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by carlos


Lavender field bordered by cypress trees

Hi, I have a long straight row of mature 22 year old Monterey cypress (Cupressus macrocarpa) that creates a nice visual barrier near a property line.

The spacing between each tree is about 10 feet, and the trees are about 40′ high. At this point they’ve lost most of their branches from the ground up to about 8 feet, leaving big gaps that I’d like to fill.

I planted baby Monterey cypress out of 1 gallon containers in the gaps about 5 years ago, but they’ve barely grown an inch.

They look healthy and green, but haven’t grown. To see what’s going on, I dug up two of them and found that their roots haven’t propagated at all, except for a few that went straight down about 8″.

I’m considering digging up all the young ones, putting them in 20 gallon containers in the middle of the field, let them grow for 2 or 3 years, then put them back. Does that sound like it would work?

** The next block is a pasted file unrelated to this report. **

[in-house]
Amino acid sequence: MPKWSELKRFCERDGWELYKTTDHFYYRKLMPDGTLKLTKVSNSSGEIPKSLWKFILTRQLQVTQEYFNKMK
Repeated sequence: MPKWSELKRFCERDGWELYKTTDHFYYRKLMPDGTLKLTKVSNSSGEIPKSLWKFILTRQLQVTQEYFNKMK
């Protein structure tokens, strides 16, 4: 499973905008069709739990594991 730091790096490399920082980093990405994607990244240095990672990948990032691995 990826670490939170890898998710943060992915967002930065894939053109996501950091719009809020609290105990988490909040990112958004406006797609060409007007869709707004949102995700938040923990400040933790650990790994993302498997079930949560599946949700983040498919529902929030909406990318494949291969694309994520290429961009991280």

Comments for fill in the gaps

Jun 09, 2021
by: Jacki Cammidge, Certified Horticulturist

There is a risk when you dig up plants that aren’t currently showing much growth that you will set them back even more.

If they haven’t grown more than one inch in height in five years, there could be something more going on.

I wonder what your soil is like, for one thing, and also how much root growth there is on the bigger ones. It’s possible that they are so big that they’re stunting the new ones, with too much competition. Established cypress trees have quite invasive roots.

Cypress are famous for not liking to be messed with by pruning, or most likely, being dug up. I suggest you continue to water them (carefully, as they are also prone to get root rot) and monitor the situation.

If you’re going to go the (ill advised) route of disturbing them by digging them up, you might be better to put them directly into the field, not in pots.

As you didn’t include a picture, it’s hard for me to see what’s going on.